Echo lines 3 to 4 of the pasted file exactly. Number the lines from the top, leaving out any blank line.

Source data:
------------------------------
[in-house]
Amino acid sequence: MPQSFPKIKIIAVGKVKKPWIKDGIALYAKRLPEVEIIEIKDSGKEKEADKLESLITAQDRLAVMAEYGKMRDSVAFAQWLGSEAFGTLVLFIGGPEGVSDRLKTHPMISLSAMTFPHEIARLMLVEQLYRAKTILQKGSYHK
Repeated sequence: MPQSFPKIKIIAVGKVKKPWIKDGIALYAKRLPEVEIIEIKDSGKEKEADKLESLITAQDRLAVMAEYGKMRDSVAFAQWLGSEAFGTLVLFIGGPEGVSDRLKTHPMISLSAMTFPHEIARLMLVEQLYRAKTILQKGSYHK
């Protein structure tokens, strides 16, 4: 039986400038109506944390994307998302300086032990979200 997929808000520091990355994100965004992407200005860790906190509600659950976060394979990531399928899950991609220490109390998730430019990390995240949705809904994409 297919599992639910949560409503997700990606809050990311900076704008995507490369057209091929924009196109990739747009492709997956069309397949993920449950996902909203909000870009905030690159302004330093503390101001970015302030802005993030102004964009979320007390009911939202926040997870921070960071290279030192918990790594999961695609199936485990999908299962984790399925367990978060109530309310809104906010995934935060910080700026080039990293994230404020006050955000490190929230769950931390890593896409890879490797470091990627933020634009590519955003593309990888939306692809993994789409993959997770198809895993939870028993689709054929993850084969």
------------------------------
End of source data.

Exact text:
Repeated sequence: MPQSFPKIKIIAVGKVKKPWIKDGIALYAKRLPEVEIIEIKDSGKEKEADKLESLITAQDRLAVMAEYGKMRDSVAFAQWLGSEAFGTLVLFIGGPEGVSDRLKTHPMISLSAMTFPHEIARLMLVEQLYRAKTILQKGSYHK
């Protein structure tokens, strides 16, 4: 039986400038109506944390994307998302300086032990979200 997929808000520091990355994100965004992407200005860790906190509600659950976060394979990531399928899950991609220490109390998730430019990390995240949705809904994409 297919599992639910949560409503997700990606809050990311900076704008995507490369057209091929924009196109990739747009492709997956069309397949993920449950996902909203909000870009905030690159302004330093503390101001970015302030802005993030102004964009979320007390009911939202926040997870921070960071290279030192918990790594999961695609199936485990999908299962984790399925367990978060109530309310809104906010995934935060910080700026080039990293994230404020006050955000490190929230769950931390890593896409890879490797470091990627933020634009590519955003593309990888939306692809993994789409993959997770198809895993939870028993689709054929993850084969």